Articles | Volume 4, issue 4
Biogeosciences, 4, 657–671, 2007

Special issue: Greenhouse gases in the Northern Hemisphere

Biogeosciences, 4, 657–671, 2007

  14 Aug 2007

14 Aug 2007

Model analysis of the effects of atmospheric drivers on storage water use in Scots pine

H. Verbeeck1, K. Steppe2, N. Nadezhdina3, M. Op De Beeck1, G. Deckmyn1, L. Meiresonne4, R. Lemeur2, J. Čermák3, R. Ceulemans1, and I. A. Janssens1 H. Verbeeck et al.
  • 1Research Group of Plant and Vegetation Ecology, Department of Biology, University of Antwerp, Universiteitsplein 1, 2610 Antwerp, Belgium
  • 2Laboratory of Plant Ecology, Department of Applied Ecology and Environmental Biology, Ghent University, Coupure Links 653, 9000 Ghent, Belgium
  • 3Institute of Forest Ecology, Mendel University of Agriculture and Forestry, Zemědělská 3, 61300 Brno, Czech Republic
  • 4Research Institute for Nature and Forest, Ministry of the Flemish Community, Gaverstraat 4, 9500 Geraardsbergen, Belgium

Abstract. Storage water use is an indirect consequence of the interplay between different meteorological drivers through their effect on water flow and water potential in trees. We studied these microclimatic drivers of storage water use in Scots pine (Pinus sylvestris L.) growing in a temperate climate. The storage water use was modeled using the ANAFORE model, integrating a dynamic water flow and – storage model with a process-based transpiration model. The model was calibrated and validated with sap flow measurements for the growing season of 2000 (26 May–18 October).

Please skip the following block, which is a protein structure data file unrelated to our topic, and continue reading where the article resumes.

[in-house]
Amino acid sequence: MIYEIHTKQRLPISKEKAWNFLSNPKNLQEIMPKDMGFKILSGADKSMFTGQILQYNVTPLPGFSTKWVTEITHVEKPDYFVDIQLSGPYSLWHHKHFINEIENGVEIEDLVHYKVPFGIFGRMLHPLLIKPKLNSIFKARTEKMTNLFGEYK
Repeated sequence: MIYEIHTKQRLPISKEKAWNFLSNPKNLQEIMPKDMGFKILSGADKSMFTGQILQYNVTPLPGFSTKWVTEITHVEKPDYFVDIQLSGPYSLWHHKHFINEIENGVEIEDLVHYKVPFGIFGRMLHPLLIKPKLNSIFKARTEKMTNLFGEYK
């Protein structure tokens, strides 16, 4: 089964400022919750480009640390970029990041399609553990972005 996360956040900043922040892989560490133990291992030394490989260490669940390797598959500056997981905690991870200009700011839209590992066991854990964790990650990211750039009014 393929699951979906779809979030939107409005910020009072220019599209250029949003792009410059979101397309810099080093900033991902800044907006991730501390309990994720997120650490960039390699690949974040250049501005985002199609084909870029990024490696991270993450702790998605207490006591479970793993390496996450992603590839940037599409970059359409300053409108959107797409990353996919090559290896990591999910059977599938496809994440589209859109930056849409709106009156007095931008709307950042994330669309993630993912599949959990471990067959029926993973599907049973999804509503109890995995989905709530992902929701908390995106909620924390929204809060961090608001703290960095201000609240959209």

Because there was no severe soil drought during the study period, we were able to study atmospheric effects. Incoming radiation and vapour pressure deficit (VPD) were the main atmospheric drivers of storage water use. The general trends of sap flow and storage water use are similar, and follow more or less the pattern of incoming radiation. Nevertheless, considerable differences in the day-to-day pattern of sap flow and storage water use were observed. VPD was determined to be one of the main drivers of these differences. During dry atmospheric conditions (high VPD) storage water use was reduced. This reduction was higher than the reduction in measured sap flow. Our results suggest that the trees did not rely more on storage water during periods of atmospheric drought, without severe soil drought. The daily minimum tree water content was lower in periods of high VPD, but the reserves were not completely depleted after the first day of high VPD, due to refilling during the night.

Nevertheless, the tree water content deficit was a third important factor influencing storage water use. When storage compartments were depleted beyond a threshold, storage water use was limited due to the low water potential in the storage compartments. The maximum relative contribution of storage water to daily transpiration was also constrained by an increasing tree water content deficit.

Final-revised paper